• Indefinite for dysplasia should be used if the lesion is suggestive of but not diagnostic of dysplasia
    • Frequently used if acute inflammation is present
  • Sporadic adenomas can be confused with dysplasia
    • Polypoid growths that resemble sporadic tubular adenomas both endoscopically and microscopically and can be completely removed endoscopically can be considered sporadic adenomas rather than dysplasia
    • Sessile lesions in areas involved by inflammatory bowel disease should be considered dysplasia
    • Both sessile and polypoid lesions in areas not involved by the inflammatory bowel disease should be considered adenomas

Differential Diagnosis

  • Fungal, mycobacterial, amebic and other parasitic diseases must all be ruled out by close inspection and by laboratory tests
  • In cases of ulcerative colitis refractory to treatment, cytomegalovirus must be ruled out immunohistochemically (link)
  • Quiescent colitis may be histologically indistinguishable from the effects of radiation or chemotherapy or chronic ischemia
    • Clinical correlation is necessary
  • Segmental colitis associated with sigmoid diverticular disease may be histologically identical to ulcerative colitis
    • Clinical correlation is necessary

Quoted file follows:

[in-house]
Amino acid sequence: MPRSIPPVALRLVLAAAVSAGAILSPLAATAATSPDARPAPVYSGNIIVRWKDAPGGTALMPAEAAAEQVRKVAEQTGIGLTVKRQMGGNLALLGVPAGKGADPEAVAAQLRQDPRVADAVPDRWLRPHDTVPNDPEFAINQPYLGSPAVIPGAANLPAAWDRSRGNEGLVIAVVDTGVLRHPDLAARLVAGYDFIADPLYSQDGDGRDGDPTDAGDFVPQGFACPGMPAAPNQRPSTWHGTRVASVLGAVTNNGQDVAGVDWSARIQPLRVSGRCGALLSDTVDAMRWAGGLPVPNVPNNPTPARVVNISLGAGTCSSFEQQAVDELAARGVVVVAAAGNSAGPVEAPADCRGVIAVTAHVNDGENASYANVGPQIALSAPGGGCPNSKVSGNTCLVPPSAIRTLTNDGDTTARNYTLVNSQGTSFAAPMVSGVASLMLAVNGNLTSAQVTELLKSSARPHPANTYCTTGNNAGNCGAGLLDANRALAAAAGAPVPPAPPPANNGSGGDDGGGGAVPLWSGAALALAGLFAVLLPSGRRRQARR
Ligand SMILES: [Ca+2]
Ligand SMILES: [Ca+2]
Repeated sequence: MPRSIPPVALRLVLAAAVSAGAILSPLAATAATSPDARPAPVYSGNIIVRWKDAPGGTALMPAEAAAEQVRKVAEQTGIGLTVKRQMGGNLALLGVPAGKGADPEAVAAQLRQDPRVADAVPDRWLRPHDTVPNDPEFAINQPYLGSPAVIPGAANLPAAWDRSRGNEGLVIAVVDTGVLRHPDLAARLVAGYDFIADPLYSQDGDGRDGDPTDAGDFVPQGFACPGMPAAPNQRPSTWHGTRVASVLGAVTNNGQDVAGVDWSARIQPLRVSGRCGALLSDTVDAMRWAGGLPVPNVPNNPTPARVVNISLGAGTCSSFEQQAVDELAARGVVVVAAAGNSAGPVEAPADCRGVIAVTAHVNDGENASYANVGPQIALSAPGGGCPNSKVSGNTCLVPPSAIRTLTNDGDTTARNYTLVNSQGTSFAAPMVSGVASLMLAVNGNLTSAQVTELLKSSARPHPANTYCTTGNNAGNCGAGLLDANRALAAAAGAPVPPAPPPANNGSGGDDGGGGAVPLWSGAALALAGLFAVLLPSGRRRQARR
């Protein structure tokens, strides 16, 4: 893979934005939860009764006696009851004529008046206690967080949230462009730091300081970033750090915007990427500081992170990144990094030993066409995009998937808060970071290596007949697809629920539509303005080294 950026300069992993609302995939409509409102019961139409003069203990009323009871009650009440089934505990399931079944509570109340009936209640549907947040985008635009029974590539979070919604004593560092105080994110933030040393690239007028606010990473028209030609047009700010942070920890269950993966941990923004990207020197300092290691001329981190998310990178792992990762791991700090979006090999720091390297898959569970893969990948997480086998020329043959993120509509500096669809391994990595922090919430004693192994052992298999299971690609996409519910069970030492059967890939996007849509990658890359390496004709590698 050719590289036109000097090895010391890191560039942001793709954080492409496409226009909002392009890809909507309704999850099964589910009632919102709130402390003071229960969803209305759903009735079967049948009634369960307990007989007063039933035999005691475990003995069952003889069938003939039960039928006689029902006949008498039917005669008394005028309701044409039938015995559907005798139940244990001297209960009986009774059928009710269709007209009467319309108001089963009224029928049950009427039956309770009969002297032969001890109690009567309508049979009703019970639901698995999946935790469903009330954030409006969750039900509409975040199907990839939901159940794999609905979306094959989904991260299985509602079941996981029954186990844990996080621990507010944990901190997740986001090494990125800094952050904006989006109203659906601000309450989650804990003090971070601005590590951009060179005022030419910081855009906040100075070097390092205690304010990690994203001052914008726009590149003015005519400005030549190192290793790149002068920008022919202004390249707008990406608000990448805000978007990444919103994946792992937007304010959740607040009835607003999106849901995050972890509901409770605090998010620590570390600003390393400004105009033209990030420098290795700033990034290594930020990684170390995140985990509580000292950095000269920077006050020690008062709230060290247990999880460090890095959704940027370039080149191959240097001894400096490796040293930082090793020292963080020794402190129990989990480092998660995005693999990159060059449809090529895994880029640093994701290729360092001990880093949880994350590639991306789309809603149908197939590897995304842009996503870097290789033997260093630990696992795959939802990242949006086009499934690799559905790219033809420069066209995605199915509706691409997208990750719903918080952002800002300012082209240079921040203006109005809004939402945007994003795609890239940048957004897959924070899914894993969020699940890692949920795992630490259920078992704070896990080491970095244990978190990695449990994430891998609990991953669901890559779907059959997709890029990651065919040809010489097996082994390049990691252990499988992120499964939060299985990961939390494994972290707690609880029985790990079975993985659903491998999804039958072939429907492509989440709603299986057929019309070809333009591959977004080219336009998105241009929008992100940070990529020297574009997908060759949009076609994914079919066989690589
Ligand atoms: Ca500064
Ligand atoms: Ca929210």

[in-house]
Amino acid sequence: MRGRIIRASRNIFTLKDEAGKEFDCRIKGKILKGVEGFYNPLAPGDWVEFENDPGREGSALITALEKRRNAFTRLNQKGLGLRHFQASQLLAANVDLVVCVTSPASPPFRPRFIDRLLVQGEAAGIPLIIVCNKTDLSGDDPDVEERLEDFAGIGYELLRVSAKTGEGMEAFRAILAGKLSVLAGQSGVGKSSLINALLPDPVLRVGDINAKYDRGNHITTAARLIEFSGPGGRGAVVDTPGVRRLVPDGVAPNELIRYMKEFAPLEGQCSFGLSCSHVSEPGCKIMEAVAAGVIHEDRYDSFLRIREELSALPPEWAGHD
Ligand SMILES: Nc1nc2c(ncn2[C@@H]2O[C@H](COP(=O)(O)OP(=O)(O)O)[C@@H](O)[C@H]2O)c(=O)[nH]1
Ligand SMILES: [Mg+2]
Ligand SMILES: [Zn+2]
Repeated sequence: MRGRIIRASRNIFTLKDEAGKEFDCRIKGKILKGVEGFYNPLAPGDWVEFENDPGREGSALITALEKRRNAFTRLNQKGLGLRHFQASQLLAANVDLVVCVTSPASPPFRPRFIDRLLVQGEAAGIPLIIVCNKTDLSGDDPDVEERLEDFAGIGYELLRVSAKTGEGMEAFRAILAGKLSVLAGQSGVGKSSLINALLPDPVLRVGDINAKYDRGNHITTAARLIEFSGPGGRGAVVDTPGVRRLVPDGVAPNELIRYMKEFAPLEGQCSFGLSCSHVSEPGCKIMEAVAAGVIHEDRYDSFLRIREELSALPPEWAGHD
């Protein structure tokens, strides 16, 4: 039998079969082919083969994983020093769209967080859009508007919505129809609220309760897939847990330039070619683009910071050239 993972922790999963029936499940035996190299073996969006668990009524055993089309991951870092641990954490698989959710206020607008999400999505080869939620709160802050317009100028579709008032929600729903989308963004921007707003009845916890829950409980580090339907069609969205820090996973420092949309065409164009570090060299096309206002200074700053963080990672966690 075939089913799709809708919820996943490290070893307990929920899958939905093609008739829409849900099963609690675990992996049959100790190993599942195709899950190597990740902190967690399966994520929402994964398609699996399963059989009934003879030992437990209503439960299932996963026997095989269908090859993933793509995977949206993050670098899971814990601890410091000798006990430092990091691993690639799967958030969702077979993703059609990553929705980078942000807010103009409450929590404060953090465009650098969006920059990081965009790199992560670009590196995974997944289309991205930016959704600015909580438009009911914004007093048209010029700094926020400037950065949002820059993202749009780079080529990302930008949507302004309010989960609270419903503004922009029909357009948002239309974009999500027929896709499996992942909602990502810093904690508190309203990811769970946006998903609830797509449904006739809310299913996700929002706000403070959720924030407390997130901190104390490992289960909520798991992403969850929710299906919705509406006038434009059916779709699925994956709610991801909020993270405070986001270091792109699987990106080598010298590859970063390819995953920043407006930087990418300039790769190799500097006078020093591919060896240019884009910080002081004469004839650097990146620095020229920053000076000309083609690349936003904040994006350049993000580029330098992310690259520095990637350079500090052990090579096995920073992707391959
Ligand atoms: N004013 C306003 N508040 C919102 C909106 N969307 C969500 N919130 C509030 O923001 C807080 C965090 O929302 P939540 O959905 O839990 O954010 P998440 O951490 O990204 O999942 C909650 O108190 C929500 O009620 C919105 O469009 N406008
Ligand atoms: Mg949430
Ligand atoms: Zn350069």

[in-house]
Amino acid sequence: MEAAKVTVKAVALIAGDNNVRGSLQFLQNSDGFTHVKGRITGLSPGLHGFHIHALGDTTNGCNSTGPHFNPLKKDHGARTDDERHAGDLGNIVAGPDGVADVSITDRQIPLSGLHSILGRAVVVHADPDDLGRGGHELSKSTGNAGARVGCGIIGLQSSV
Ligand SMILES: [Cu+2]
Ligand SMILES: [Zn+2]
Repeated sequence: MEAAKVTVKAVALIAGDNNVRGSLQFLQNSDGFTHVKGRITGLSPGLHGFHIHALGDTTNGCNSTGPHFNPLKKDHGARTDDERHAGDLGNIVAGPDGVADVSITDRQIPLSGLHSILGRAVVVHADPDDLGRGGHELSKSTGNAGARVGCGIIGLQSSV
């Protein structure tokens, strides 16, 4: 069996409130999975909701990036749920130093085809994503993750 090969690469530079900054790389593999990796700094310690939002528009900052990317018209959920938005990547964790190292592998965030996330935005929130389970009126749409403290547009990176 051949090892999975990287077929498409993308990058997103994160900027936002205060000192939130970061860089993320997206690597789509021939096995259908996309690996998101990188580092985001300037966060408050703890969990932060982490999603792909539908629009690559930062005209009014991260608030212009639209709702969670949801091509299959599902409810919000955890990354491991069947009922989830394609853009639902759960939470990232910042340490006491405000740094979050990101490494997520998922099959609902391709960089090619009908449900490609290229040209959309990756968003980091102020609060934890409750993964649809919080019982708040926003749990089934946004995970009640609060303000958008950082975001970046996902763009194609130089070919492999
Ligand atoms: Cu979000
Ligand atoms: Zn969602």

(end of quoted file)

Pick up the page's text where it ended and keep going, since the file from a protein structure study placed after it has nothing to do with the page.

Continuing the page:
Ulcerative Colitis Crohn Disease
Inflammation limited to mucosa and superficial submucosa Transmural inflammation
Contiguous disease, no skip lesions Discontinuous, patchy disease with skip lesions
Limited to colon May involve entire GI tract
No granulomas Granulomas may be present
Predominantly neutrophilic infiltrate with crypt abscesses Predominantly lympho-histiocytic infiltrate
Perinuclear anti-neutrophilic cytoplasmic antibody (pANCA) favors ulcerative colitis Anti-Saccharomyces cerevisiae antibody (ASCA) favors Crohn disease
  • The distinction may be impossible on biopsies and always requires clinical correlation
  • Rare cases deviate from some of these criteria
  • Up to 15% of cases may be indeterminate even after full evaluation
  • pANCA and ASCA have considerable overlap and are felt by some to lack clinical utility

Ulcerative Colitis Acute Self-limited Colitis
Basal lymphoid aggregates frequent Basal lymphoid aggregates absent
Neutrophil infiltrate in crypts with frequent crypt abscesses Neutrophil infiltrate predominantly in lamina propria
Inflammation involves all levels of mucosa Inflammation largely restricted to upper and mid zones of mucosa
Architectural changes of chronic colitis are present Architecture is preserved